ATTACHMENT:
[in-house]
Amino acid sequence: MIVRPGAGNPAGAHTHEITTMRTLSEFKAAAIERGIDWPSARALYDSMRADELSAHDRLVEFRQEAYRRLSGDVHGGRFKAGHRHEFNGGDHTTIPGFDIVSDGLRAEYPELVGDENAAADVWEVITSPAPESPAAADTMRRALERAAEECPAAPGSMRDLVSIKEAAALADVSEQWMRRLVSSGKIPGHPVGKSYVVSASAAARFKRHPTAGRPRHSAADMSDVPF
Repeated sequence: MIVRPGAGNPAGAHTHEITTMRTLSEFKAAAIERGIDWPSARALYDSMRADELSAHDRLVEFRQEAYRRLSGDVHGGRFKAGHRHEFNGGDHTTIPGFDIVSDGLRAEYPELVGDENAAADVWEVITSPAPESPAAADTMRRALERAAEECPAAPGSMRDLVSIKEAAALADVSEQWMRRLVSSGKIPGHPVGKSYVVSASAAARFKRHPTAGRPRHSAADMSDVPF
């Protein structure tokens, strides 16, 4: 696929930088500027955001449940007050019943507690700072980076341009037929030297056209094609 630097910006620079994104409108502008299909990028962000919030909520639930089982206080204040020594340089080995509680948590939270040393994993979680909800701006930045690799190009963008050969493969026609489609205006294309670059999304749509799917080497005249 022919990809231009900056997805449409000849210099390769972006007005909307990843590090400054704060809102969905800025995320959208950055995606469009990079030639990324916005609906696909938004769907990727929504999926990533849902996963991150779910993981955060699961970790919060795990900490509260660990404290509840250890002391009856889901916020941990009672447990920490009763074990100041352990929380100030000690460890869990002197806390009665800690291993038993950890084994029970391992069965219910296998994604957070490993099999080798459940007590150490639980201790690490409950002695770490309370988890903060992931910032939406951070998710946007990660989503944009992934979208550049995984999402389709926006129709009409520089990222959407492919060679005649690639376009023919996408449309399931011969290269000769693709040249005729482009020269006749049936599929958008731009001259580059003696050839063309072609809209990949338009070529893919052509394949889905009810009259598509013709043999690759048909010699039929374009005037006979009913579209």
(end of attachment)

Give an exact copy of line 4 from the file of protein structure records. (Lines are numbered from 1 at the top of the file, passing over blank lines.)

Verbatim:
């Protein structure tokens, strides 16, 4: 696929930088500027955001449940007050019943507690700072980076341009037929030297056209094609 630097910006620079994104409108502008299909990028962000919030909520639930089982206080204040020594340089080995509680948590939270040393994993979680909800701006930045690799190009963008050969493969026609489609205006294309670059999304749509799917080497005249 022919990809231009900056997805449409000849210099390769972006007005909307990843590090400054704060809102969905800025995320959208950055995606469009990079030639990324916005609906696909938004769907990727929504999926990533849902996963991150779910993981955060699961970790919060795990900490509260660990404290509840250890002391009856889901916020941990009672447990920490009763074990100041352990929380100030000690460890869990002197806390009665800690291993038993950890084994029970391992069965219910296998994604957070490993099999080798459940007590150490639980201790690490409950002695770490309370988890903060992931910032939406951070998710946007990660989503944009992934979208550049995984999402389709926006129709009409520089990222959407492919060679005649690639376009023919996408449309399931011969290269000769693709040249005729482009020269006749049936599929958008731009001259580059003696050839063309072609809209990949338009070529893919052509394949889905009810009259598509013709043999690759048909010699039929374009005037006979009913579209």